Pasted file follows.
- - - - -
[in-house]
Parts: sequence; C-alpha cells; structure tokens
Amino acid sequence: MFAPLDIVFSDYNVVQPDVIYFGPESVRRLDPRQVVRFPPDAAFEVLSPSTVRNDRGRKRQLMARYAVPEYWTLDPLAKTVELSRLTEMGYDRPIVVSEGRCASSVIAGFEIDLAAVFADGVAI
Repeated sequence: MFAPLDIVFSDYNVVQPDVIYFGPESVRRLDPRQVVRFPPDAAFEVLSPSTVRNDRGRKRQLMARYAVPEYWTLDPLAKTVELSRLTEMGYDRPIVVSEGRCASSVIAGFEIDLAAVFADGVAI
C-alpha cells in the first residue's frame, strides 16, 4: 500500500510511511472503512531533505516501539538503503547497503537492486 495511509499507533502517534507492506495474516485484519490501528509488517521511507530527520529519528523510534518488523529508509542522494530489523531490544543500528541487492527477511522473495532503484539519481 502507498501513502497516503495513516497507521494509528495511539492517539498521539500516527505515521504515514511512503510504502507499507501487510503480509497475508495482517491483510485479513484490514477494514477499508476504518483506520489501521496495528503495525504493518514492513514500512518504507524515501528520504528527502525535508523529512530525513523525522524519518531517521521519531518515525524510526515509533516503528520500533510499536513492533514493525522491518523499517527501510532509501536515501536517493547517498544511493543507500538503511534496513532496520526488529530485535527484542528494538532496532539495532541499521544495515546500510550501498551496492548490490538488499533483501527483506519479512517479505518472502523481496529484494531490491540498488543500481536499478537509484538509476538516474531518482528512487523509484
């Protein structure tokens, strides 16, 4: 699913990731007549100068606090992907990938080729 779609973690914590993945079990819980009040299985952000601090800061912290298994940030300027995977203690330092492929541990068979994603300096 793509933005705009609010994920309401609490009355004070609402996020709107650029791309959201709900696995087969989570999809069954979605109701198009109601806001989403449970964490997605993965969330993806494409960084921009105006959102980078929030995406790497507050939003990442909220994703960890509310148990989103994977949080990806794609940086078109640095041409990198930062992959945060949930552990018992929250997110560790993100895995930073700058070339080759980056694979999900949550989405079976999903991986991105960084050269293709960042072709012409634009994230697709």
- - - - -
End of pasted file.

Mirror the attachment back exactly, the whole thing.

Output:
[in-house]
Parts: sequence; C-alpha cells; structure tokens
Amino acid sequence: MFAPLDIVFSDYNVVQPDVIYFGPESVRRLDPRQVVRFPPDAAFEVLSPSTVRNDRGRKRQLMARYAVPEYWTLDPLAKTVELSRLTEMGYDRPIVVSEGRCASSVIAGFEIDLAAVFADGVAI
Repeated sequence: MFAPLDIVFSDYNVVQPDVIYFGPESVRRLDPRQVVRFPPDAAFEVLSPSTVRNDRGRKRQLMARYAVPEYWTLDPLAKTVELSRLTEMGYDRPIVVSEGRCASSVIAGFEIDLAAVFADGVAI
C-alpha cells in the first residue's frame, strides 16, 4: 500500500510511511472503512531533505516501539538503503547497503537492486 495511509499507533502517534507492506495474516485484519490501528509488517521511507530527520529519528523510534518488523529508509542522494530489523531490544543500528541487492527477511522473495532503484539519481 502507498501513502497516503495513516497507521494509528495511539492517539498521539500516527505515521504515514511512503510504502507499507501487510503480509497475508495482517491483510485479513484490514477494514477499508476504518483506520489501521496495528503495525504493518514492513514500512518504507524515501528520504528527502525535508523529512530525513523525522524519518531517521521519531518515525524510526515509533516503528520500533510499536513492533514493525522491518523499517527501510532509501536515501536517493547517498544511493543507500538503511534496513532496520526488529530485535527484542528494538532496532539495532541499521544495515546500510550501498551496492548490490538488499533483501527483506519479512517479505518472502523481496529484494531490491540498488543500481536499478537509484538509476538516474531518482528512487523509484
């Protein structure tokens, strides 16, 4: 699913990731007549100068606090992907990938080729 779609973690914590993945079990819980009040299985952000601090800061912290298994940030300027995977203690330092492929541990068979994603300096 793509933005705009609010994920309401609490009355004070609402996020709107650029791309959201709900696995087969989570999809069954979605109701198009109601806001989403449970964490997605993965969330993806494409960084921009105006959102980078929030995406790497507050939003990442909220994703960890509310148990989103994977949080990806794609940086078109640095041409990198930062992959945060949930552990018992929250997110560790993100895995930073700058070339080759980056694979999900949550989405079976999903991986991105960084050269293709960042072709012409634009994230697709």